IUCN Director General’s statement for World Environment Day and World Oceans Day 2018 Print
Earth News
Posted by Joan Russow
Tuesday, 05 June 2018 07:40
IUCN Director General’s statement for World Environment Day and World Oceans Day 2018
Tue, 05 Jun 2018
We have all seen the images of plastic polluting beaches and entangling marine animals from the tropics to the Arctic. Plastic pollution has become a truly global environmental problem, just as plastic itself is an all-pervasive part of our lives. On this World Environment Day, we are reminded that this challenge has no easy solutions. As such, we must accept that looking for a silver bullet will create the illusion of progress while the real problem only gets worse.
Marine life faces growing threats from plastic entering the world's oceans. 
Marine life faces growing threats from plastic entering the world's oceans.
Marine life faces growing threats from plastic entering the world's oceans. Every minute, the equivalent of a garbage truck full of plastic enters our oceans. Plastic pollution threatens human and marine health.
The sheer scale of humanity’s plastic ‘habit’ can be daunting. Today, we consume our way through over 300 million tonnes of plastic per year, and mounds of plastic waste follow. Every minute, the equivalent of a garbage truck of plastic is dumped into the ocean.
Marine life bears the brunt of the plastic contaminating our oceans, but the consequences for us humans are also disastrous. 
Apart from the physical damage plastic causes, it contains harmful chemicals, damaging to both humans and wildlife. Plastics additives such as phthalates, and chlorinated, brominated and fluorinated compounds pose significant risks to human health. In the absence of decisive action, 1.2 million tonnes of additives per year could enter our oceans by 2050, and, together with the plastic in soil and freshwater, they will continue to contaminate our food chain and water supplies. The oceans provide protein-rich food for billions of people, so the chemical contamination they introduce into the food chain poses a serious threat to food security and health. Worldwide, marine plastic pollution is costing us between US$ 13 to 40 billion per year as tourism, fisheries and shipping revenue is lost.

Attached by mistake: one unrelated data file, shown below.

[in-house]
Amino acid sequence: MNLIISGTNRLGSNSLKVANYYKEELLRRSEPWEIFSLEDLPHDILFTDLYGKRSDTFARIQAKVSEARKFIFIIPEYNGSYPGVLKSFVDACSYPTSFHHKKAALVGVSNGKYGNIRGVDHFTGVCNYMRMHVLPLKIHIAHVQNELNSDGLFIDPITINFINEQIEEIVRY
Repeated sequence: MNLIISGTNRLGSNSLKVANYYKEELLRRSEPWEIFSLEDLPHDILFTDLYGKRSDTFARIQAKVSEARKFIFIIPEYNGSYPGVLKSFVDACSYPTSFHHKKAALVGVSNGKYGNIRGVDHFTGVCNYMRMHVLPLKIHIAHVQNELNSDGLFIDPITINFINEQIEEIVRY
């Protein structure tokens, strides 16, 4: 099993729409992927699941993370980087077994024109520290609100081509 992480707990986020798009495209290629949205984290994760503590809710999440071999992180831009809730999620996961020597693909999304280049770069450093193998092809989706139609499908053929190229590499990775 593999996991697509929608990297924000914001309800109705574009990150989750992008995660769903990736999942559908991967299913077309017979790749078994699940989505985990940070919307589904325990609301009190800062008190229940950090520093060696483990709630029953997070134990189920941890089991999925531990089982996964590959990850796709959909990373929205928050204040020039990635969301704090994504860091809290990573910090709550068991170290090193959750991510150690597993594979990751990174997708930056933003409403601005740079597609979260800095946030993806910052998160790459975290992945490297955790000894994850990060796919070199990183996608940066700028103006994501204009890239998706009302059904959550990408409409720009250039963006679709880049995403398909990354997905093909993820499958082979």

As the dire consequences of plastic pollution come into focus in the eye of global public opinion, so does the urgency of the situation. We need to act quickly. We only have 11 years left to reach the Sustainable Development Goals, and plastic pollution is undermining our progress towards healthy oceans (SDG 14), food security (SDG 2), sustainable production and consumption (SDG 12), as well as many other global goals.  But, given how ingrained plastic has become in our lives, there is no silver bullet.  
This means that we must accept that the material will be here to stay, at least for the foreseeable future. But it does not mean that we need to accept it polluting our planet. 
Our approach to tackling the plastics dilemma needs to address both consumption and how plastic enters the environment. This means that we must first question the way we use plastic in our throw-away culture. We are overconsuming plastic, needlessly adding to our energy and water consumption through its production, as well as to the related waste flows. So above all, it is imperative that we reduce the overall amount of plastic that we use.
And there are examples that we can follow. Take packaging, which accounts for about one-third of all plastic produced, much of it designed for single-use. Last week, the European Commission proposed a ban on some single-use plastic products including straws, cutlery and plates. IUCN welcomes the momentum brought to this issue by the UN, as reflected by the theme of this year’s World Environment Day and World Oceans Day.
Then we must stop the flow of that plastic into the environment, in part by better controlling the plastic journey from factory to the recycling plant. Doing so will require significant investment in solid waste management infrastructure and public awareness. Governments, industry and civil society all have a responsibility here.
And there is much more to plastic pollution than meets the eye. Tracing the complex pathways along which plastic leaks into the environment is key to closing the plastic tap. For instance, a 2017 IUCN report found that the tiny plastic particles washed off products such as tyres or clothes are a significant source of plastic pollution in developed countries. This means that beating plastic pollution requires a rethink of the entire plastic lifecycle. We need profound technical, economic and political changes, from filters in washing machines to retain the plastic particles washed off clothes, to more robust legal frameworks that move us closer to a circular economy.
Plastic pollution is one of the great dilemmas of our time. This is why both World Environment Day and World Oceans Day have chosen this challenge for their theme in 2018. It is a global problem of great complexity. So it stands to reason that the solutions will be at least as complex, involving people from every part of the world and in every walk of life. Only by bringing this great diversity of actors together under a common cause can we finally turn the tide on plastic pollution.